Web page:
Leah Langerman | Public Involvement Coordinator

David Evans and Associates, Inc.

1331 17th Street, Suite 900 | Denver, CO  80202 | www.deainc.com
d: 720.225.4651 | llangerman@deainc.com

Wednesday, June 1, 2016

Landscaping News

Happy Father's Day!

Summer is almost here and boy are we ready!  Longer, warmer days, what can be better than that?  Colorado is known for it's outdoor lifestyle, whether it be gardening, hiking, climbing a 14er, rafting or just laying around in a hammock or lawn chair, we know how to enjoy the outdoors! Time to break out the BBQ's, and have some summer fun.

We would like to wish all fathers a very happy Father's Day!

Trees
Thus far our spring has been mild in temperature and blessed with periodic moisture. These mild conditions have helped many trees produce abundant foliage. Abundant foliage may look pleasing, but can also offer an expansive pallet of food for many chronic insects like aphids, mites, and scales. The insects can have multiple generations in a single season, which offers them the ability to respond quickly when ample food is available.

Aphids will congregate where the feeding is easiest. This includes unopened flower buds, the underside of young leaves, and on developing stems. Feeding by aphids can sometimes discolor leaves, distort or curl foliage, and form galls. When large populations feed for an extended period of time, aphids can cause wilted leaves, stunted shoots or shoot dieback. As aphids feed, they inject saliva into their host plant which helps digest the sap. The pre-digested sap is sucked up by fine needle-like mouthparts of the aphid. A large portion of this undigested material is excreted through a waste product called honeydew. Honeydew is often described by our clients as “something dripping from my trees.” Several additional pests will seek out this sugar rich excretion. A few of these secondary pests include ants, yellow jackets, and a disease called Sooty Mold. Honeydew will coat bark, leaves, and objects beneath the plant, including car windshields and patio furniture, leaving a sticky mess.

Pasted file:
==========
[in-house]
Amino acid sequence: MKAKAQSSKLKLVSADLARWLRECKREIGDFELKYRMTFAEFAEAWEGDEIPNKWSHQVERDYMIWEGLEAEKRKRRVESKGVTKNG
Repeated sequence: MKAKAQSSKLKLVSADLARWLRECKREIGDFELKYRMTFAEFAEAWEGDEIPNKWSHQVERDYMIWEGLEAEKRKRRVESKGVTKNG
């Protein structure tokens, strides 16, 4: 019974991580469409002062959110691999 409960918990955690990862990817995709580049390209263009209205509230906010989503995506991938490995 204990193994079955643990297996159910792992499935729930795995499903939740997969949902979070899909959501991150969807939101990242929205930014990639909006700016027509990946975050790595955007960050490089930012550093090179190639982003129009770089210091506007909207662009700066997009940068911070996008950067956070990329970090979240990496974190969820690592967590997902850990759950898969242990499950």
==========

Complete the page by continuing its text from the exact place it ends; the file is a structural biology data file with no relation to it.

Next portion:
Mites cause damage by sucking cell contents from leaves. A small number of mites usually isn’t reason for concern, but very high populations – levels high enough to show visible damage to leaves – can damage plants, especially herbaceous (not woody) ones. At first, the damage shows up as a stippling of light dots on the leaves; sometimes the leaves take on a bronze color. As feeding continues, the leaves turn yellowish or reddish and drop off. Often, large amounts of webbing cover leaves, twigs, and fruit. Damage is usually worse when compounded by water stress.

Our Integrated Pest Management (IPM) programs are designed to preventatively and therapeutically control pests like aphids and mites in order to maintain a healthy landscape without the over use of pesticides.   
Lawns

Weeds are the worst that he has ever seen them.


Is yours or your neighbor's yard turning yellow? Weeds have been out of control this season as the weather has created the perfect conditions for them to take hold. 
"Fairy rings" and Mushrooms are also presenting a problem this year.